Why is my cat's belly fur so thick?
Talking of the stomach area, you may have noticed that your cat's fur is much thicker around the belly. If so, you'd be correct.
In fact, adult cats are said to have approximately 60,000 hairs per square inch on their body, while their bellies are said to have double that. Now that's about 40 million hairs give or take!
Similar to belly rubs and protecting vital organs, it is said that a cat's extra volume of hair around the stomach plays a part in helping to protect against injury. Wild cats, or those who fight regularly, often attempt to injure one another on this part of the body. They use the classic "bunny kick" method, which gives them full mobility and strength to use their legs, as well as their teeth. Extra 'padding' can help to protect this area.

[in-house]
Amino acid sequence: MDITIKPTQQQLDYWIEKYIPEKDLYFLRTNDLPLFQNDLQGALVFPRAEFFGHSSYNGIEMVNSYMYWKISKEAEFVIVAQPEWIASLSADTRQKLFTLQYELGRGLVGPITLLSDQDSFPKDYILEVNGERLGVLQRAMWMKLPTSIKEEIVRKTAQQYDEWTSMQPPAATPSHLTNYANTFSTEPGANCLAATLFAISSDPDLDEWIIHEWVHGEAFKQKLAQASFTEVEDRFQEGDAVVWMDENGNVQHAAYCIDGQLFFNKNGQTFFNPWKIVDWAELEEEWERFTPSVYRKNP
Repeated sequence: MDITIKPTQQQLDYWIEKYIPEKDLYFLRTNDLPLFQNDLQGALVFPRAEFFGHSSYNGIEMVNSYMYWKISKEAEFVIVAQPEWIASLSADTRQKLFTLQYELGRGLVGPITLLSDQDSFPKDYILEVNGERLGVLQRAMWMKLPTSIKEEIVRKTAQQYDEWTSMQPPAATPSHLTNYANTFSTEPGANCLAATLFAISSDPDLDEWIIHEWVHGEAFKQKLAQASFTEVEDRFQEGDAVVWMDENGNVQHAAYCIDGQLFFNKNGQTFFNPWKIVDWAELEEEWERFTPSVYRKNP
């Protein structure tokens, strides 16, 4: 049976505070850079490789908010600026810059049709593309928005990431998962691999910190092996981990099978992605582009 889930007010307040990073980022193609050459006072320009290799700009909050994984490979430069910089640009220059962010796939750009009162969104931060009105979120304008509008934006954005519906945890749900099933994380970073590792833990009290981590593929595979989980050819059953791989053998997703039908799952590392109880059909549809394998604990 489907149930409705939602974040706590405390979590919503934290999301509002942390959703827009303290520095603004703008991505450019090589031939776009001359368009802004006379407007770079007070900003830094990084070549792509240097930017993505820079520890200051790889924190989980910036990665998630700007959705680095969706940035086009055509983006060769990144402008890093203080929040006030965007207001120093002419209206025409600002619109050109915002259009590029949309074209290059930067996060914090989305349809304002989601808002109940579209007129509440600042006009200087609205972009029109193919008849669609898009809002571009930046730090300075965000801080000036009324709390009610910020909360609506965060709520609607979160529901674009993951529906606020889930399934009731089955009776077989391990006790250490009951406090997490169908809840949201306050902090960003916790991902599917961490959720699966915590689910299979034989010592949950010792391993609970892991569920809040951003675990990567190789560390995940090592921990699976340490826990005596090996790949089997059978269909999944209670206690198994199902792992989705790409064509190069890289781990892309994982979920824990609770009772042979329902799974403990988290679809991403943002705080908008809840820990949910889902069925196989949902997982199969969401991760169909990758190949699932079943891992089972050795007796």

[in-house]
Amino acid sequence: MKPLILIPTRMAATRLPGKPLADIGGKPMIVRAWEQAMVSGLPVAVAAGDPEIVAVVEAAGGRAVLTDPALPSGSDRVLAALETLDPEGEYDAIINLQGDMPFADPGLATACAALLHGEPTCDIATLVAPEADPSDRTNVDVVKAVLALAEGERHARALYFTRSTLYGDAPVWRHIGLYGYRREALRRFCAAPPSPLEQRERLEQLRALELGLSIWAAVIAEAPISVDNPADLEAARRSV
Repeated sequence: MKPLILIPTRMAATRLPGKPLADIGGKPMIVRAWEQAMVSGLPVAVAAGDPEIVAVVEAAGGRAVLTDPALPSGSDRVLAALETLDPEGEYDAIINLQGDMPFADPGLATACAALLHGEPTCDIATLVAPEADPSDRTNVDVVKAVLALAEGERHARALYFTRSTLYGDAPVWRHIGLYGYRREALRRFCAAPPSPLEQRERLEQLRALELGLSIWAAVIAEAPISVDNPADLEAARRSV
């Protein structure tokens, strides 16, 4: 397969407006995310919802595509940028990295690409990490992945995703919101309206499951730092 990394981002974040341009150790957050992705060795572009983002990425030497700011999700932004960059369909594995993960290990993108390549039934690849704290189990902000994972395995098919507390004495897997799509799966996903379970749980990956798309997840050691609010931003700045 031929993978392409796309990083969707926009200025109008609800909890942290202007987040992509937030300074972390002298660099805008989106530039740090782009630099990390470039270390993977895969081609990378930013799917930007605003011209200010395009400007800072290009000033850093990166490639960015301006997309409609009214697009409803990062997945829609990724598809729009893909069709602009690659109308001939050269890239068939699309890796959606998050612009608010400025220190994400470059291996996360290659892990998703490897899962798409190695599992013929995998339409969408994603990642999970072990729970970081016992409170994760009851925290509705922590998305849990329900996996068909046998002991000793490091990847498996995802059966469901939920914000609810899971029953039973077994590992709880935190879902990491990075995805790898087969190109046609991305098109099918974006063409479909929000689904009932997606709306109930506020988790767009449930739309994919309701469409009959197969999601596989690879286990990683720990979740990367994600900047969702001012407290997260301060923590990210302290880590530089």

However, one of the primary reasons for the extra amount of belly hair is said to be due to a cat's integumentary system. An animal's integumentary system consists of the hair, feathers, scales, hooves, and/or nails, and helps to protect the animal's vital organs, body temperature, and visibility to predators.
Keeping warm in winter and cool in summer is, of course, vital to a cat's survival. The extra hair keeps the cat warm in winter, provides additional protection to its vital organs, and, yes, even assists with camouflage.
So what about the summer months?
Countershading: a lighter-coloured belly